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Some Internet Vape Suppliers are Falsely Marketing Synthetic Cannabis to Customers, Leading to Serious Side-Effects and Hospitalization

By: Caine Meyers

The allure of drugs can be hard to resist when battling addiction, and further perpetuated when users revisit environments related to previous drug use. Fortunately, new research in mice suggests that individuals experiencing drug addiction who exercise regularly appear to be less vulnerable to environmental cues related to previous drug use. It appears that exercise alters the production of certain peptides within the brain that may strengthen users’ determination.

An investigation by The Guardian’s “Observer” has found a synthetic cannabis substance in vape products falsely marketed as real cannabis.

In recent years, there has been an exponential increase in vaping – a new trendy way of smoking which replaces conventional tobacco and marijuana cigarettes with an electronic cigarette, supposedly containing pure nicotine or cannabis instead. Like a cellphone or tablet, e-cigarettes are charged via a USB port and have a small electronic screen. Instead of burning dried tobacco or cannabis, vaporizers apply heat to an oil extraction of these constituents in which users can inhale.

The hype of these cigarettes has been correlated with a certain lifestyle colloquially “vape nation” eliciting communities on Social Media platforms such as Instagram and YouTube. Despite the hype, it is still contested whether vaping is safer than conventional cigarettes. It appears that not all the risks associated with smoking are eradicated by electronic cigarettes – whether it be cannabis or tobacco (Budney, Sargent, & Lee, 2015).

Observer, an investigatory arm of The Guardian conducted research on a major vape supplier “Kronic Juice” after they refused to make the ingredients of their products public. After having commissioned a laboratory test, Observer found that “Kronic Juice” contained a synthetic cannabis that was banned in 2016. Alarmingly, this is the same chemical that was sprayed on some plants. Customers of Kronic Juice have warned others about their experiences on Reddit, claiming the side-effects to be scary and distressful. One user reported feeling heavy, shaking, and experienced a dangerously high heart rate, more on this here. Another customer, Todd Renje, told the Guardian that he developed an addiction to this liquid spice. He was not able to go more than 20 or 30 minutes without the drug. If he abstained, he would begin to shake, feel nauseous, and get sweaty. Eventually he quit cold turkey and reported feeling violent symptoms of withdrawal: vomiting, shaking, and sweating. Unbeknownst to him, the withdrawal eventually lead to a seizure where he woke up in the hospital.

The Kronic Juice website is no longer online. In fact, it was removed less than 24 hours after Observer sent them an e-mail with the results of their investigation. However, it is possible that other companies like Kronic Juice exist. It is important for prospective and pre-existing vapers to be aware of the risk(s) of purchasing vape juice from online companies who are especially discrete about the constituents of their product.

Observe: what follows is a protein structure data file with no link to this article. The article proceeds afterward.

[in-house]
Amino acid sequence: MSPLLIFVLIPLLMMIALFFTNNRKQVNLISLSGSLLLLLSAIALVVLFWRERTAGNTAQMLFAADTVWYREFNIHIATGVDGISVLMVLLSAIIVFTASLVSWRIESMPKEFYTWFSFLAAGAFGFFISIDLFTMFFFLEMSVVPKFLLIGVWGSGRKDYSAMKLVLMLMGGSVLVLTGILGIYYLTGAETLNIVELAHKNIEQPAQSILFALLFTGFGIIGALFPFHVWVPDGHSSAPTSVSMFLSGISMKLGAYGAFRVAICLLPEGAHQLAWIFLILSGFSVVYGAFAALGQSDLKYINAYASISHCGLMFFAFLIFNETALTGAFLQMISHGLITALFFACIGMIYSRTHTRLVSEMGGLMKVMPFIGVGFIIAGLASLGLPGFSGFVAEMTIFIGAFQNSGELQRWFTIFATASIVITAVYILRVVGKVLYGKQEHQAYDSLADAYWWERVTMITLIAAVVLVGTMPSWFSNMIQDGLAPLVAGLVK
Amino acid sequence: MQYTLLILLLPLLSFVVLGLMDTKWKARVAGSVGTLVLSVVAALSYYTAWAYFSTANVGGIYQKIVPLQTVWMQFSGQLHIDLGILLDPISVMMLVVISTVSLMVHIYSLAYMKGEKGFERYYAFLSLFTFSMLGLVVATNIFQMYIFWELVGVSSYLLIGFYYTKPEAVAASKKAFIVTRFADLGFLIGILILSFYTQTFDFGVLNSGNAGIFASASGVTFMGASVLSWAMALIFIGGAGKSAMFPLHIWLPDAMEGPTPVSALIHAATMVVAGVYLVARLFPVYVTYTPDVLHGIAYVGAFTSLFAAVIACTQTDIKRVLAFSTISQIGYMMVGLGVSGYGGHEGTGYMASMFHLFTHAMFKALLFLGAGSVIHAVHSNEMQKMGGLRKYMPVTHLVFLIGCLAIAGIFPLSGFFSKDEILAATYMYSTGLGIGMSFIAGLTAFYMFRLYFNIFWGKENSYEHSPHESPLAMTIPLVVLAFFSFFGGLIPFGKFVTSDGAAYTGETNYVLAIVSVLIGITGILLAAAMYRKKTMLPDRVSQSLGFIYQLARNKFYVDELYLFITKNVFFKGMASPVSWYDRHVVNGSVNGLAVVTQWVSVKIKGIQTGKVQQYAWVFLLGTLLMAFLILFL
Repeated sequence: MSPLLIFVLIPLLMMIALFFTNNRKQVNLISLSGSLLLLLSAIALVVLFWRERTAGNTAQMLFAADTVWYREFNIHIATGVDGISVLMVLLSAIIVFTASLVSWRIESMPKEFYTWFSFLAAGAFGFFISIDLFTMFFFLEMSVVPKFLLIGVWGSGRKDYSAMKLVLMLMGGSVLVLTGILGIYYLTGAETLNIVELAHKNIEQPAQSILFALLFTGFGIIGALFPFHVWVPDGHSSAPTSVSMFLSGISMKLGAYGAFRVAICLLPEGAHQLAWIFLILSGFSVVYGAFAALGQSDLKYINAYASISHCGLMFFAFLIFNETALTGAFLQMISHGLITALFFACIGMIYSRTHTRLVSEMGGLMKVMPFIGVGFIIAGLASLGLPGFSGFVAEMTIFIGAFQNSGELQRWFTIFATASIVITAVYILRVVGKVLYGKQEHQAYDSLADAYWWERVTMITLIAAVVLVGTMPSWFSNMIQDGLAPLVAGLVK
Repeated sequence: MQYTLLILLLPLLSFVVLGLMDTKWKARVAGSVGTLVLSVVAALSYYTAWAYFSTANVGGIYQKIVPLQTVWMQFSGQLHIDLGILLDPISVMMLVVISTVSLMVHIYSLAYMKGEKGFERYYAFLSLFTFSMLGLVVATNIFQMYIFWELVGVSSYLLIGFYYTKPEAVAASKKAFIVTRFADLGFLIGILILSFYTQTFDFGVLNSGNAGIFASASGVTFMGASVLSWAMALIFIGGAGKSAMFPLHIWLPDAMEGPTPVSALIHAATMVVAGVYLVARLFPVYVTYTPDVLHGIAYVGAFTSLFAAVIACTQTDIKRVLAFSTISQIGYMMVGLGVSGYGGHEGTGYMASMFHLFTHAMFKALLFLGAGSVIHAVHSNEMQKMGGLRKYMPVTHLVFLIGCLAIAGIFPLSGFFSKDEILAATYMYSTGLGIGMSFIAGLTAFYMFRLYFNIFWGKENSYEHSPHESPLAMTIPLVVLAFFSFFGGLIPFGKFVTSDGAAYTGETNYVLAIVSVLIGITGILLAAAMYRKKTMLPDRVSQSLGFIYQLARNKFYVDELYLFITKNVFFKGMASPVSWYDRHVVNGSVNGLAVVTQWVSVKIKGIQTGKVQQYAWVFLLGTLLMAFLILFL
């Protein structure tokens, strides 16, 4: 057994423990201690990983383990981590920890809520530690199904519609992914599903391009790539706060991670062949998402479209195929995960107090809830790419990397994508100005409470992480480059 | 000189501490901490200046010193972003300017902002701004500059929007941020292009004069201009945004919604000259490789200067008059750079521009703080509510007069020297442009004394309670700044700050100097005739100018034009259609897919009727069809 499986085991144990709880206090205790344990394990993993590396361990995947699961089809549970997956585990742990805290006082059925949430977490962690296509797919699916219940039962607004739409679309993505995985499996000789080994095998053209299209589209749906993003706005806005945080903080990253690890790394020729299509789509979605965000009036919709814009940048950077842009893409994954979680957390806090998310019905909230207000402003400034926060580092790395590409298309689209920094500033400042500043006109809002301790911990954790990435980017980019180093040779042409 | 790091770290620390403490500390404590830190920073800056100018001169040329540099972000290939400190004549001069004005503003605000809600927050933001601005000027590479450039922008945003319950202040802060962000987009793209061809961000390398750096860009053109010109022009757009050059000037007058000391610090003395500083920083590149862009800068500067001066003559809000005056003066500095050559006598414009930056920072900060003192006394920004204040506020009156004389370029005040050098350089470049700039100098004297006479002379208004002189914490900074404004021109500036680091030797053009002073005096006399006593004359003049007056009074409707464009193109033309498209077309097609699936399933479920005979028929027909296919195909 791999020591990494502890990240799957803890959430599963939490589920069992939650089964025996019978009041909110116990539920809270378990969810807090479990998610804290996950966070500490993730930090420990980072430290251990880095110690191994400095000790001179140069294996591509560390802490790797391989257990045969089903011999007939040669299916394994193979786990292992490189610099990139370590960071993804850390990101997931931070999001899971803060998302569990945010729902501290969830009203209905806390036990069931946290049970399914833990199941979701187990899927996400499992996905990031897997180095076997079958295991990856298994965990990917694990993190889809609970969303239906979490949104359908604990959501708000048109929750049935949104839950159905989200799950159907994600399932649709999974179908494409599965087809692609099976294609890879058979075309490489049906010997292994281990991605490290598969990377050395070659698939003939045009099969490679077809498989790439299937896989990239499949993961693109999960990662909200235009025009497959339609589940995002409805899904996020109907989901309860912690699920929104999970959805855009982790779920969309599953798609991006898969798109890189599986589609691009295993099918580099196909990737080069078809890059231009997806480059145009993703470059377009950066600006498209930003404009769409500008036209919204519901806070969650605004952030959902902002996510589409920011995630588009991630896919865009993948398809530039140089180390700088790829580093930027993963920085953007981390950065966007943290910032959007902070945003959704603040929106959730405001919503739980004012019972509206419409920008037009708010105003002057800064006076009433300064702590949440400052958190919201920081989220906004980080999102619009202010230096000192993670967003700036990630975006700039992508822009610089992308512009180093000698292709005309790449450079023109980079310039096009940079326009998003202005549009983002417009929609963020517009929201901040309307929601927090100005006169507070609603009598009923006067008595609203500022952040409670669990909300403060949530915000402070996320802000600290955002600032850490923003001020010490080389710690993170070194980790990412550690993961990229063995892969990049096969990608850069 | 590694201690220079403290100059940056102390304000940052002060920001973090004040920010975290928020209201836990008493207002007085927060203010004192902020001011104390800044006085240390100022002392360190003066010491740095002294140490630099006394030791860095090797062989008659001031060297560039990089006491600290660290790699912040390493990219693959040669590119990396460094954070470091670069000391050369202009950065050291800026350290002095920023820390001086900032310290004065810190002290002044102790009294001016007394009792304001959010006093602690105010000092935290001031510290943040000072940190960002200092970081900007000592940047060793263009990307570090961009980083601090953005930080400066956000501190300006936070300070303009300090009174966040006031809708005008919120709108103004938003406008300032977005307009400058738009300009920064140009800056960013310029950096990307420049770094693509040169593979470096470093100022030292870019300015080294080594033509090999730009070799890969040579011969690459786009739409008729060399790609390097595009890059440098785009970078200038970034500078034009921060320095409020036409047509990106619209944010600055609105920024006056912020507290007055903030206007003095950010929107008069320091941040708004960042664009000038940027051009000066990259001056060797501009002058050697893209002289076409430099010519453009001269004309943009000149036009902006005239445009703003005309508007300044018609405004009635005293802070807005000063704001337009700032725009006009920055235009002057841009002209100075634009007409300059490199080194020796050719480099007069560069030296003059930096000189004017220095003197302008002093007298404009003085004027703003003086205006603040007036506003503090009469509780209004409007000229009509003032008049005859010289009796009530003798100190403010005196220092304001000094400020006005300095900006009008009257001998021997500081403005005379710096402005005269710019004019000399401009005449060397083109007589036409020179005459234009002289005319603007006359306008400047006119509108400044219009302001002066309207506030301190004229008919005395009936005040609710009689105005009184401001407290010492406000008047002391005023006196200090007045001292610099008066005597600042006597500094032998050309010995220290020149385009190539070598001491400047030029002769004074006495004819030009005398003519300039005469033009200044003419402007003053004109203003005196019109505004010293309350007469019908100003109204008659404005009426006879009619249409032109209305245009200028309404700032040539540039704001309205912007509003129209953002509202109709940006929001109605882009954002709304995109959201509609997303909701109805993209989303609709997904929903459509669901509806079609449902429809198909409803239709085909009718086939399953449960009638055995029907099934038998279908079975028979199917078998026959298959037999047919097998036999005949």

As it happens, vape pens for recreational cannabis consumption are not yet legal in Canada. Health Canada has indicated that more research is necessary. However, this does not mean that you cannot purchase these products in Canada or online. As such, it is important to understand that the research is still inconclusive, and you may compromise your health – especially in the case of synthetic cannabis. Further, it is still contested whether vaping helps with smoking cessation and some experts argue that it may lead to increased smoking behaviour (Hartmann-Boyce et al., 2016; Bullen et al., 2013; Caponnetto et al., 2013). Therefore, we encourage all cannabis vapers to perform in-depth research of suppliers in order to mitigate risk.

References

  1. Budney AJ, Sargent JD, Lee DC. Vaping cannabis (marijuana): parallel concerns to e-cigs?. Addiction. 2015;110(11):1699-704.
  2. Bullen C., Howe C., Laugesen M., McRobbie H., Parag V., Williman J. et al. Electronic cigarettes for smoking cessation: a randomised controlled trial. Lancet 2013; 382: 1629–1637.
  3. Caponnetto P., Campagna D., Cibella F., Morjaria J. B., Caruso M., Russo C. et al. Efficiency and safety of an electronic cigarette (ECLAT) as tobacco cigarettes substitute: a prospective 12‐month randomized control design study. PLOS ONE 2013; 8: e66317
  4. Hartmann‐Boyce J., McRobbie H., Bullen C., Begh R., Stead L. F., Hajek P. Electronic cigarettes for smoking cessation. Cochrane Database Syst Rev 2016; Issue 9. Art. No.: CD010216. https://doi.org/10.1002/14651858.CD010216.pub3.

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